Now we're willing Enable to be crowned Longchamp's homecoming queen
The sojourn to Chantilly was a triumph, but after two years of bulldozers and building work the most prestigious of all turf races comes home to an iconic venue that bid au revoir following a famous triumph for a double act returning with the highest hopes of glory.
On the day Longchamp closed in October 2015, many had yearned to see Treve claim an unprecedented third success in the Qatar Prix de l'Arc de Triomphe.
A great racing queen was on that occasion unable to follow the script. Now Paris welcomes another queen, as England's equine monarch Enable attempts to emulate Treve by stamping her name for the second time on a celebrated roll of honour.
While Longchamp's new grandstand is much smaller than that which stood before, the boulevard-like home straight, racing's very own Champs-Elysees, remains as wonderfully wide as ever, exactly as it was when Golden Horn produced a moment of magic for Frankie Dettori and John Gosden.
Just as magical and even more stunning was the performance achieved 12 months ago by Enable, who on this Sunday morning will depart for Paris from her old haunt Chantilly, where Gosden decided she should spend the night before what connections hope – and bookmakers believe – will be an afternoon of celebration.
Yet while last season's runaway winner is poised to start an odds-on favourite, let nobody tell you the mission she takes on is a fait accompli.
While she leaves the stalls off the back of an easy win, helped by a favourable draw and in the hands of the most successful jockey in the race's history, she must still defeat 18 opponents.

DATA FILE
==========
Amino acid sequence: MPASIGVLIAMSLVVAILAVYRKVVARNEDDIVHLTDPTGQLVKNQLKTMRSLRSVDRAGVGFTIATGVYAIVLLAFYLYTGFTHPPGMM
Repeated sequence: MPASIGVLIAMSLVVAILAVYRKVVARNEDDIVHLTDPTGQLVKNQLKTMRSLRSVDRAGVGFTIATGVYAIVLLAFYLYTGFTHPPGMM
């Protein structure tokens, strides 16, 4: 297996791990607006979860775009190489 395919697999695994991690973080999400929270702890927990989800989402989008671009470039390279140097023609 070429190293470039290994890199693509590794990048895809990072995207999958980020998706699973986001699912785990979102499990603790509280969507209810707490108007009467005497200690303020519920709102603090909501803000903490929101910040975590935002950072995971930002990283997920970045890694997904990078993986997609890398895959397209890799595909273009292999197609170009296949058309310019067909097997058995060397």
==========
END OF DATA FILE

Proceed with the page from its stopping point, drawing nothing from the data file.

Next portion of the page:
Moreover, if Enable is to cause the band to strike up England's national anthem she will have to do something never done before by becoming the first horse in nearly a century of Arcs to win having raced only once that season.
When Khalid Abdullah's latest marvel won at Kempton last month she was making her first appearance of 2018. In her absence a new leading lady has emerged in Sea Of Class, who tries to maintain the Tsui family's glorious association with a contest plundered by their filly's father Sea The Stars and grandmother Urban Sea.
For her trainer William Haggas this will be a first Arc assault in 22 years. Boasting much more experience are dual winner Aidan O'Brien, whose five-strong challenge is led by St Leger hero Kew Gardens, and the legendary Andre Fabre, a seven-time Arc winner trying to make it eight with three runners headed by Waldgeist.
Unlike Fabre, some of France's biggest names are not represented. This is an Arc Christophe Soumillon sits out. The Aga Khan has not a single runner on a card, and nor does the powerful yard of Jean-Claude Rouget.
There is, however, the now normal sight of a Japanese horse trying to end the country's painful wait for a first Arc. The animal in question, Clincher, does not look good enough, but there is some consolation in that the Arc will undoubtedly be going back to Japan, given the nation has a representative in the Prix de l'Opera named L'Arc. Something is better than nothing.
Britain has the Opera favourite Wild Illusion and an even hotter hotpot for the Prix de l'Abbaye. Anyone backing the 2017 Abbaye winner Battaash will be hoping beyond hope the very hot hotpot does not boil over.
With a total of six Group 1 races on a card that gets two and a half hours of coverage on ITV, this is truly a day to savour. It is a day when Flat racing's championship of Europe is back at a place returning customers will find looks rather different. The Arc's outcome could be reassuringly familiar.
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